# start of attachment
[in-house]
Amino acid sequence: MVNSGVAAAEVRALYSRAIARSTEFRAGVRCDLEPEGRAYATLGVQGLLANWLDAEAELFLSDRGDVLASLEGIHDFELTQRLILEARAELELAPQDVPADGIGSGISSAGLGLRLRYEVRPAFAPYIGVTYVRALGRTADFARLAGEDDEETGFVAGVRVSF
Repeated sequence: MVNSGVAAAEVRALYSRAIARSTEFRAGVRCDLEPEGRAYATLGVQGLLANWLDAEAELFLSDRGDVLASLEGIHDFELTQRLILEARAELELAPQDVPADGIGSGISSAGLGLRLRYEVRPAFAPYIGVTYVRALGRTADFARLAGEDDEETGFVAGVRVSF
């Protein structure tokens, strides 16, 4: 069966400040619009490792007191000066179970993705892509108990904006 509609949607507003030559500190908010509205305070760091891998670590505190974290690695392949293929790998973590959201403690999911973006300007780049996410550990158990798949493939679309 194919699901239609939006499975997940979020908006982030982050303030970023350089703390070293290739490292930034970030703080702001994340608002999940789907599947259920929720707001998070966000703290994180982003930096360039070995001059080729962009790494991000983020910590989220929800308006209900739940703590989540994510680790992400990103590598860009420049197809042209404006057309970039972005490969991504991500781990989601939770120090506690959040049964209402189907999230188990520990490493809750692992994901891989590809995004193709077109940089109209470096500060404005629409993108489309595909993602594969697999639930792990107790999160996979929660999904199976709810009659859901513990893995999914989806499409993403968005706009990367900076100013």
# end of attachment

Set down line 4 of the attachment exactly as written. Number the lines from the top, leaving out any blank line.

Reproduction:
């Protein structure tokens, strides 16, 4: 069966400040619009490792007191000066179970993705892509108990904006 509609949607507003030559500190908010509205305070760091891998670590505190974290690695392949293929790998973590959201403690999911973006300007780049996410550990158990798949493939679309 194919699901239609939006499975997940979020908006982030982050303030970023350089703390070293290739490292930034970030703080702001994340608002999940789907599947259920929720707001998070966000703290994180982003930096360039070995001059080729962009790494991000983020910590989220929800308006209900739940703590989540994510680790992400990103590598860009420049197809042209404006057309970039972005490969991504991500781990989601939770120090506690959040049964209402189907999230188990520990490493809750692992994901891989590809995004193709077109940089109209470096500060404005629409993108489309595909993602594969697999639930792990107790999160996979929660999904199976709810009659859901513990893995999914989806499409993403968005706009990367900076100013």